Rights to Regular Ed

Rights to Regular Education

“Children with disabilities are
first and foremost children,
worthy of equal respect, opportunities,
treatment, status, and place.”

Moral Right

Children with disabilities are first and foremost children. They will benefit from the same experiences that are desirable for all children for the same reasons. They will also benefit from avoidance of the same undesirable experiences for the same reasons. Inclusion provides opportunities for socialization and friendships to develop. It provides a sense of belonging and appropriate modeling of social, behavioral, and academic skills.

Civil Right

Separate is not equal. If something is offered to all children it must be accessible to all children. Access should not be denied based on disability or any characteristic alone. Children with disabilities have a right to go to the same schools and classes as their friends, neighbors, brothers and sisters. They have a right to be afforded equal opportunities.

Parental Right

Parents have a right, as experts on their own children, to pursue the least restrictive environment with supports and services for their children to successfully achieve their individual goals. They will always have far longer and greater responsibility, and vested interest in their child’s future, than any system or paid professional. They are equal partners of the IEP (Individual Education Program) Team.

Ethical Right

Giving every child a sense of belonging, value and worth enhances their overall quality of life. Including children with disabilities in general education classes models acceptance of diversity. It teaches children how to function together with others of different abilities.

Legal Right

The Individual’s with Disabilities Education Act (IDEA)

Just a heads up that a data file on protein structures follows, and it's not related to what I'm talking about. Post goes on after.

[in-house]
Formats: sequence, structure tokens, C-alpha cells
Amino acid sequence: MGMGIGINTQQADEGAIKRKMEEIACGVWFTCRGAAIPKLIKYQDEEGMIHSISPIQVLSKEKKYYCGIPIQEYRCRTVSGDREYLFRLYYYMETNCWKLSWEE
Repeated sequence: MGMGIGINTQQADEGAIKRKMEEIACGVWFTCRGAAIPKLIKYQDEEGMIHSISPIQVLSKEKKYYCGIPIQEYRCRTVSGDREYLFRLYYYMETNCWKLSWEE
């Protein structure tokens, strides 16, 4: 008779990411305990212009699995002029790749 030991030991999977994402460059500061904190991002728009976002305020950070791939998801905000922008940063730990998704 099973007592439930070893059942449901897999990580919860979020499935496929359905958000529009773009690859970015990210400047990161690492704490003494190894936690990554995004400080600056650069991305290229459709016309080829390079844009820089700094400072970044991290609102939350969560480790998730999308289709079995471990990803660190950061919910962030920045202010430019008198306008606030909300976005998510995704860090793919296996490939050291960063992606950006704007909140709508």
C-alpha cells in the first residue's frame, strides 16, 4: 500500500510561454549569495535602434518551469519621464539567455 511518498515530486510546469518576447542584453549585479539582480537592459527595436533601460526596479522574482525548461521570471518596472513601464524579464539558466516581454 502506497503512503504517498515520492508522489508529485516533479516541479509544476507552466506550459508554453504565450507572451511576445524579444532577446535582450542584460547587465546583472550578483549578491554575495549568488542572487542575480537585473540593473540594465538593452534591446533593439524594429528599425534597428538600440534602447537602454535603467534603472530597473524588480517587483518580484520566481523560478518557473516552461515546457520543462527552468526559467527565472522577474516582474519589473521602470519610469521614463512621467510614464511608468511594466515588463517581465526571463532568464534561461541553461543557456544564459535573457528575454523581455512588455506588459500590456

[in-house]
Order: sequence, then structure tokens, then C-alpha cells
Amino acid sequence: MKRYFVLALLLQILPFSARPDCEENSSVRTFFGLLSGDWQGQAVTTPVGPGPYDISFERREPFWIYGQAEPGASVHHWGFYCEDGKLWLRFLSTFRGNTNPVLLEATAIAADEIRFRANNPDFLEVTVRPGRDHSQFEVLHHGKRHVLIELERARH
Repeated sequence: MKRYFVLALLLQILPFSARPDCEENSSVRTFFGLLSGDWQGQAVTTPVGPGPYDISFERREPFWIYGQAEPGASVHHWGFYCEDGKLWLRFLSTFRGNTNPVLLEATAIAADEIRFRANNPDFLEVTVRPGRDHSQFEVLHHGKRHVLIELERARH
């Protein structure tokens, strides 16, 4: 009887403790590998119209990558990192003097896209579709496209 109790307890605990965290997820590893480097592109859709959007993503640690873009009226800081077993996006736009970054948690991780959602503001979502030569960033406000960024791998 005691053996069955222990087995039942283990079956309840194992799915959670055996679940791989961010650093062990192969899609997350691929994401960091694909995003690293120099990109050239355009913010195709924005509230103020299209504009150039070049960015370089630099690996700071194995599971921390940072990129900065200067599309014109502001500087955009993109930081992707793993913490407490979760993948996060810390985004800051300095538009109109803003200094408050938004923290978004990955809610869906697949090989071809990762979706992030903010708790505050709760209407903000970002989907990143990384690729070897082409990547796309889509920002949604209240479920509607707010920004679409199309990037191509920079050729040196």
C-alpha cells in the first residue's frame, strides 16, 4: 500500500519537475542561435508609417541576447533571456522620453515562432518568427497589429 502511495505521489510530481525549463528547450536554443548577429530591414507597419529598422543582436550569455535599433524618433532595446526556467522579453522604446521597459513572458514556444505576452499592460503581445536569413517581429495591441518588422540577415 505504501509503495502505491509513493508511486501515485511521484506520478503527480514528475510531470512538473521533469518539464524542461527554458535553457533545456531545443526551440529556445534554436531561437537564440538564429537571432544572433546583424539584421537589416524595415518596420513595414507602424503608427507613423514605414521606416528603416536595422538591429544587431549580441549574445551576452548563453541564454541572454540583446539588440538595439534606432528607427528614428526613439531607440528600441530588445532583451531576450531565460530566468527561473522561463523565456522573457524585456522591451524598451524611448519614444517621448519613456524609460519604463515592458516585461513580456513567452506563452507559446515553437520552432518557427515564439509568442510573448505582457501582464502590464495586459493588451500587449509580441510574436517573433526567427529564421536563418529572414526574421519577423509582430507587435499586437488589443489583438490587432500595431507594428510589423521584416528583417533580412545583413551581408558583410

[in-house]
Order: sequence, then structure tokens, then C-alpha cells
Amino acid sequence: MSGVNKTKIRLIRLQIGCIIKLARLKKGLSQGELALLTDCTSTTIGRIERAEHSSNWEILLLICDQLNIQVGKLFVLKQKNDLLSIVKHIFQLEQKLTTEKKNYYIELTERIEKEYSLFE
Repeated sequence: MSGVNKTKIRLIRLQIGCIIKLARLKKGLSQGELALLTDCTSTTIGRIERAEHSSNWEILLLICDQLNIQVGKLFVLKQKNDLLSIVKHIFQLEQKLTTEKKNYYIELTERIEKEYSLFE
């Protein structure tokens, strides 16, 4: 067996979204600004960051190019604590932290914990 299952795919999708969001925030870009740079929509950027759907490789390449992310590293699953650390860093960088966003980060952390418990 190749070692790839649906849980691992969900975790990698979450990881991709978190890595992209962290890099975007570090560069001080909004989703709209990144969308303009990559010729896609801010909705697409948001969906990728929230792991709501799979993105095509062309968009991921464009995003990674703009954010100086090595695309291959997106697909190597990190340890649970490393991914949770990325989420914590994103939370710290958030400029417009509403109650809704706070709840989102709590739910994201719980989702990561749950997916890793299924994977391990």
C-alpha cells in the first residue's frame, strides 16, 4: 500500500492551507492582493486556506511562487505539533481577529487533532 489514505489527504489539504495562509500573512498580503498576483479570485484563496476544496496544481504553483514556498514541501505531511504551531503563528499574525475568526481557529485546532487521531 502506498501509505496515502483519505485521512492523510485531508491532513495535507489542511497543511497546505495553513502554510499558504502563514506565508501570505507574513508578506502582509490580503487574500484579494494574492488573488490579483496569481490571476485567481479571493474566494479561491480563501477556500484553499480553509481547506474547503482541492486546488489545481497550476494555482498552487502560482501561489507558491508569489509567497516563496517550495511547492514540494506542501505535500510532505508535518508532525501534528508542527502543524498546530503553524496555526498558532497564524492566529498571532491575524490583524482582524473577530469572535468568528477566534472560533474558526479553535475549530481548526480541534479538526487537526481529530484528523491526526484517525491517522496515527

Passed in 1975 (as PL 94-142) amended 1997 and again in 2004. Children with disabilities are to be educated to the maximum extent with children who do not have disabilities. Beginning in July of 1998, Congress requires that IEP’s include a statement describing how the child’s disability affects his/her involvement and progress in the general curriculum and a statement of goals and objectives that is related to enabling the child to be involved and progress in the general curriculum. [20 U.S.C. Sec. 1414(d)(1)(A)(i)&(ii).] The statement of services in the IEP must also include a statement of the supplemental aids and services that will be provided for the child and a statement of the program modifications and supports for school personnel that will be provided for the child to be involved and progress in the general curriculum and to participate in extracurricular and nonacademic activities beginning in July of 1998. [20 U.S.C. Sec. 1414(d)(1)(A)(iii).]

Americans with Disabilities Act (ADA)

Passed in 1990. Extended civil rights similar to those of the Civil Rights Act of 1964 to people with disabilities. “Prohibits discrimination on the basis of disability in: private sector employment; services rendered by state and local governments; places of public accommodations; transportation; telecommunications relay systems.” Integration is fundamental to the purpose of the ADA. Regulations state that “a public entity may not deny a qualified individual with a disability the opportunity to participate in services, programs, or activities that are not separate or different, despite the existence of permissibly separate or different programs or activities.” Click here for a list of ADA links

Rehabilitation Act 504

Passed in 1973 – No otherwise qualified individual with disabilities in the United States…. shall solely by reason of his disabilities, “be excluded from participation in, be denied the benefits of, or be subjected to discrimination under any program, or activity receiving Federal financial assistance…”

Civil Rights Act

Passed in 1964 – Protects the rights of all “minority groups”

Supreme Court – Brown v. Board of Education 1954

On May 17, 1954, the Supreme Court unanimously declared that “separate educational facilities are inherently unequal” and, as such, violate the 14th Amendment to the United States Constitution, which guarantees all citizens “equal protection of the laws.” Justices concluded that exclusion “generates a feeling of inferiority as to their status in the community that may affect their hearts and minds in a way unlikely to ever be undone.”Chief Justice Earl Warren stated “a sense of inferiority affects the motivation of the child to learn”. [Click here – The National Center for Public Policy Research website- Full text of Brown v. Board of Education]

United States Constitution 14th Amendment

Section 1 “… nor shall any State deprive any person of life, liberty, or property, without due process of law; nor to deny to any person within its jurisdiction the equal protection of the laws.”
(Click here to link to the National Archives and Records Administration Website)

Declaration of Independence